Colours of Wildlife: Slender Mongoose

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Slender Mongoose

Willem is a wildlife artist based in South Africa. He says "My aim is simply to express the beauty and wonder that is in Nature, and to heighten people's appreciation of plants, animals and the wilderness. Not everything I paint is African! Though I've never been there, I'm also fascinated by Asia and I've done paintings of Asian rhinos and birds as well. I may in future do some of European, Australian and American species too. I'm fascinated by wild things from all over the world! I mainly paint in watercolours. . . but actually many media including 'digital' paintings with the computer!"

Slender Mongoose by Willem

The critter I share with you today is a Slender Mongoose, Galerella sanguinea. It is sometimes placed in the genus Herpestes along with some other, larger mongooses. This is one of South Africa, and indeed Africa's, most abundant small carnivores. It occurs over all of sub-Saharan Africa, except the densest rainforests and the driest deserts. It even enters gardens, and I've had such little visitors a few times. It is also called a Black-tailed Mongoose, or a Black-tipped Mongoose. In Afrikaans it is a 'swartkwasmuishond' or 'black-tufted mongoose'.

These are small mongooses, reaching about 70 cm/28" in total length and a weight of just over 700g/25 oz. They are long-bodied and short-limbed. In colour, they are amazingly variable. Over their range, as many as fifty different sub-species have been recognized, in colour varying from pale sandy through greyish to rich russet to dark brown. They're all characterized by a black or dark tip to the tail. A black form from Namibia and Angola is sometimes included in this species, sometimes recognized as a species of its own. In general, back or melanistic individuals occur more frequently in colder regions.

Mongooses are mostly versatile opportunists, and so it is with this one also. It is an active hunter of all sorts of small critters from insects to rodents and small birds. As mongooses are famous for, they too can kill and eat venomous snakes, but they don't actually do that very often. They sometimes scavenge. They also take a small amount of plant foods such as juicy ripe fruits. Another trick they share with some other mongoose species is their way of dealing with eggs. If they find an egg too large to bite open with their jaws, they will hurl it backwards between their hind legs at a rock or other hard object until it breaks. Their front and back toes are dextrous and can splay wide. This helps them with manipulating items and with climbing, and they're unusual for mongooses in often venturing into trees. On the ground, they move with a swift, sleek, gliding run, pausing from time to time to scan their surroundings, sometimes standing upright on their hind legs to get a better view. When running away from a threat, they will lift their tails high with the black tip curled forward over their bodies. Some people say that the tail mimics a cobra that's rearing and about to strike.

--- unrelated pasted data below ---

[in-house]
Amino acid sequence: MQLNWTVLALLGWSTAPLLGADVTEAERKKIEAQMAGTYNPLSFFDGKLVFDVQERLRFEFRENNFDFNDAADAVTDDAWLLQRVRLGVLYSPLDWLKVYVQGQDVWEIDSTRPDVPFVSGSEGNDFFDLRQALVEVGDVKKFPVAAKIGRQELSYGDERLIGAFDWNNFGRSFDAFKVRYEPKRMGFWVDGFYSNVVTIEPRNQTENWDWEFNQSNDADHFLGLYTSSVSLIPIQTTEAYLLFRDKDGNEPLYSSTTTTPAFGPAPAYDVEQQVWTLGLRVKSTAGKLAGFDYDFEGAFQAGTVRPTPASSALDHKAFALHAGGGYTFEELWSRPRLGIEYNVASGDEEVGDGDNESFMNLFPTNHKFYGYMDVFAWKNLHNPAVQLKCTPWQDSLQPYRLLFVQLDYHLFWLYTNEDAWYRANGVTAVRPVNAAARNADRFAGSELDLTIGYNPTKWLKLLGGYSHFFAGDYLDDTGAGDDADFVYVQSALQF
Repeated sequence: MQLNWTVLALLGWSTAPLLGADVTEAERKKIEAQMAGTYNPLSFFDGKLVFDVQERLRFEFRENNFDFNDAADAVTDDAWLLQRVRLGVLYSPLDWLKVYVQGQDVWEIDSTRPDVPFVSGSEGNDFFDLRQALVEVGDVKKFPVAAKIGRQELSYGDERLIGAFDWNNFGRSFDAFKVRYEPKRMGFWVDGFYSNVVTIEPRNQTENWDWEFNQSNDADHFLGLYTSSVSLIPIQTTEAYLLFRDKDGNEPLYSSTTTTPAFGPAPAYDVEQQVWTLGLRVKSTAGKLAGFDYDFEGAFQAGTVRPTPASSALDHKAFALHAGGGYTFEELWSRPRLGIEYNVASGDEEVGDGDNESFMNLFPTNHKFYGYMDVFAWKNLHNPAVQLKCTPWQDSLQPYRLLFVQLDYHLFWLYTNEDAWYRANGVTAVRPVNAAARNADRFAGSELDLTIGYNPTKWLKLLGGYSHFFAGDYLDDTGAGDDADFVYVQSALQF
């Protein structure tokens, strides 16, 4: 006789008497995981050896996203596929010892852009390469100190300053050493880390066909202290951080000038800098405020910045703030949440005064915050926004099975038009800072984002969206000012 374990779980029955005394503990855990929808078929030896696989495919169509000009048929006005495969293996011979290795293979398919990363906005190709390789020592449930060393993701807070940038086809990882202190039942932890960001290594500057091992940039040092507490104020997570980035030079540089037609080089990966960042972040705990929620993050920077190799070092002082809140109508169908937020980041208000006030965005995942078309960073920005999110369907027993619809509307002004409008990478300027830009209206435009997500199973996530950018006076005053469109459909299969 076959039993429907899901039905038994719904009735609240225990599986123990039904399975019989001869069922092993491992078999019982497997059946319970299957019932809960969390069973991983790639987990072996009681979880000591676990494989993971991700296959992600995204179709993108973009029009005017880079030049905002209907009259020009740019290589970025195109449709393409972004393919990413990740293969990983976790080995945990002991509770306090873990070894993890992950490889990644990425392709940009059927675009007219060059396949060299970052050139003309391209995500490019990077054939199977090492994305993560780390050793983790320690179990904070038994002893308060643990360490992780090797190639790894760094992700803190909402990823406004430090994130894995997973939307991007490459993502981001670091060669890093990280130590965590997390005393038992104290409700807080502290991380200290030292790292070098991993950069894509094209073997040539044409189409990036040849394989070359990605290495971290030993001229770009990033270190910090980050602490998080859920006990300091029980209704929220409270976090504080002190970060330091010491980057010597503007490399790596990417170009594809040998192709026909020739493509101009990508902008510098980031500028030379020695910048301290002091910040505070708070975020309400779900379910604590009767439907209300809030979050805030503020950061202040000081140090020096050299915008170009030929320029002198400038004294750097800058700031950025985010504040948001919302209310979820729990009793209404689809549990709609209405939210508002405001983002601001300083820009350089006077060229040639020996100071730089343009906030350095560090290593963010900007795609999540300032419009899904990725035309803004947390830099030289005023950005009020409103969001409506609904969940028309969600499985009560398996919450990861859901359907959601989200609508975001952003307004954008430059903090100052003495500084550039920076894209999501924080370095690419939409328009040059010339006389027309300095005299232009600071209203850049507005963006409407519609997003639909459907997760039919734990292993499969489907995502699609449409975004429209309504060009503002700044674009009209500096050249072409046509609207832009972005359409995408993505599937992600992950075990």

They live in a great variety of habitats, from open grassland and semi-desert to lush savannah and the edges of forests – though seldom the forest interior – and even reed and sedge swamps. They need some kind of shelter like trees, shrubs or rocks. They make their dens in burrows, often in large termite hills, in hollow logs, or in rock crevices. They're active mainly by day. They don't like the cold, and may stay inside their dens on chilly, overcast days. On a sunny morning they may emerge early and bask in the sun for a while before commencing the day's activities. They're mostly seen singly, but live in loose social systems, with each male forming associations with up to four others. They may join in defense of territories and access to one or more females. These allied males share a territory, but don't stay together, instead foraging separately. Sometimes they eat, sleep or play together. To communicate they make a variety of sounds, described as purrs, whistles, hisses, and caterwauling – but these sounds are rarely heard by human observers.

In most of their range, slender mongooses may breed at any time of the year. One or more males will start to stalk a female that comes into oestrus. She will mate with one or more of them over several days. She gives birth to her litter of one, two or rarely three pups in her den. She receives no help from the males in caring for them. They are blind and helpless at first, their eyes opening at three weeks, and starting to eat solid food at four weeks. They are fairly self-sufficient at ten weeks. Sometimes the female will then have another litter, in which case the previous litter will become independent; if not, they may stay with her for up to nearly a year.

Slender mongooses are widespread, abundant, adaptable, and, although sometimes persecuted by farmers and poultry keepers, not threatened with extinction. Wild ones can live for eight years.

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